In response to the collapse of the St. Joseph Health Services of Rhode Island pension fund, state Treasurer Seth Magaziner is calling for new transparency requirements for pension plans managed by religious organizations.
Magaziner said he will seek legislation in the 2019 state general assembly session that would require pension plans managed by religious organizations in Rhode Island to send regular updates on the financial health of the pensions to their plan participants.
Magaziner made the announcement flanked by retired members of the St. Joseph pension plan, which went into state receivership last year, leaving current and retired workers to face a loss of benefits. Approximately 2,700 current and former workers of St. Joseph’s and Our Lady of Fatima hospitals belonged to the plan.
“What the employees and retirees of these hospitals are going through is unacceptable,” said Magaziner. “All workers and retirees deserve to know the truth about their health of their retirement savings.”
The federal Employer Retirement Income Security Act (ERISA) requires most private pension plans to send members a letter each year outlining the health of their plan. However, church pension plans are exempt from ERISA, which has drawn criticism over a lack of transparency.
“Church plans should be transparent with their members just like other pension plans,” said Magaziner.
Last month, class-action lawsuits were filed against the Roman Catholic bishop of Providence and hospital operator Prospect CharterCare, accusing them of conspiring to mislead state regulators and commit fraud. The suits said that over the last 10 years Bishop Thomas Tobin and the operators of Our Lady of Fatima Hospital vastly underfunded the hospital’s pension plan, and then conspired to conceal that fact to regulators and participants.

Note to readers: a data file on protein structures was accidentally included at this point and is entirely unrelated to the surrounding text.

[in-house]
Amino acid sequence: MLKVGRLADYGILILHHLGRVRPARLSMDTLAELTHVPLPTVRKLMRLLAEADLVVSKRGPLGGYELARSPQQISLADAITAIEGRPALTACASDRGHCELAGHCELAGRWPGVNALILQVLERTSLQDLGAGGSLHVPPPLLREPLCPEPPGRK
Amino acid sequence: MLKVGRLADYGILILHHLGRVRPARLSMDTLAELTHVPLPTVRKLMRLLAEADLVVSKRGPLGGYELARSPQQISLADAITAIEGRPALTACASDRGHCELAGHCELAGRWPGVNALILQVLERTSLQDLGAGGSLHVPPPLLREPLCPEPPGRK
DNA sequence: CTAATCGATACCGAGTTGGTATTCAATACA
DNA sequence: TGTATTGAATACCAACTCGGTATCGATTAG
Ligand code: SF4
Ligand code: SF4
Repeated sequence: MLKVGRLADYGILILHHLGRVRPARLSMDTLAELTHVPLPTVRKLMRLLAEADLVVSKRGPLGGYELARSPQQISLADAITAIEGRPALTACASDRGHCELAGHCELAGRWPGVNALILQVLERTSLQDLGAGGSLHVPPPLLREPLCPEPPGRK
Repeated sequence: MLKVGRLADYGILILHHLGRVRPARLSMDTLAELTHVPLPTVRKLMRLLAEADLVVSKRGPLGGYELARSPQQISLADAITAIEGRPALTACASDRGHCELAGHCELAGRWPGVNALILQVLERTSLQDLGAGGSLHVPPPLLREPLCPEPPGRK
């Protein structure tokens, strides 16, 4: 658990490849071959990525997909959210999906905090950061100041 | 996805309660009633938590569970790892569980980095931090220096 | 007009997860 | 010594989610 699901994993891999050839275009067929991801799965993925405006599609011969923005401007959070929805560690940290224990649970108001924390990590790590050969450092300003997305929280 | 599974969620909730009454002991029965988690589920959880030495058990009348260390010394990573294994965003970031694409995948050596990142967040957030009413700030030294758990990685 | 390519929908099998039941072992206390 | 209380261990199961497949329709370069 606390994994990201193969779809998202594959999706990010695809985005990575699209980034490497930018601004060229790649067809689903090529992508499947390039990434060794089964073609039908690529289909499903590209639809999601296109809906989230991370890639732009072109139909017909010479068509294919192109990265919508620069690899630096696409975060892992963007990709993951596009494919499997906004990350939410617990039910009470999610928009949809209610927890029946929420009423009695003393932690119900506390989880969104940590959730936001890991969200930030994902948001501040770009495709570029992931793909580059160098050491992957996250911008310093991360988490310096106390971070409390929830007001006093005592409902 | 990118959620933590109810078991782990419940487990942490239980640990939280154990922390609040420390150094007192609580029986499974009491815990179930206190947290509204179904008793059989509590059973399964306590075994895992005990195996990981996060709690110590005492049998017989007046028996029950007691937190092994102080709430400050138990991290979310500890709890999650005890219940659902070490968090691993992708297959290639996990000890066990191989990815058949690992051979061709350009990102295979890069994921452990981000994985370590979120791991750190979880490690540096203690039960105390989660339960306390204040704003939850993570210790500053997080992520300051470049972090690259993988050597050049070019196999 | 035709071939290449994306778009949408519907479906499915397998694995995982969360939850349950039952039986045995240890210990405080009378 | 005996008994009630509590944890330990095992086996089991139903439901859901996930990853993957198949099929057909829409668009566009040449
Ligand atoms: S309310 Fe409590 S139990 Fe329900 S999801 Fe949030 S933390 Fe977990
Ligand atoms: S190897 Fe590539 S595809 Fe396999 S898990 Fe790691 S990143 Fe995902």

“Many people knew that this pension fund was unsustainable without continued financial support,” said Chris Callaci, legal counsel for United Nurses and Allied Professionals (UNAP), “and they said nothing to the 2,700 members of the plan.”
The Roman Catholic Diocese of Providence, which founded the plan, disputed the charges.
“The Diocese of Providence strongly disagrees with the allegations asserted against it in this very long and complex lawsuit,” it said, according to the Providence Journal. “The Diocese will respond appropriately to these claims and we are confident that our position will prevail.”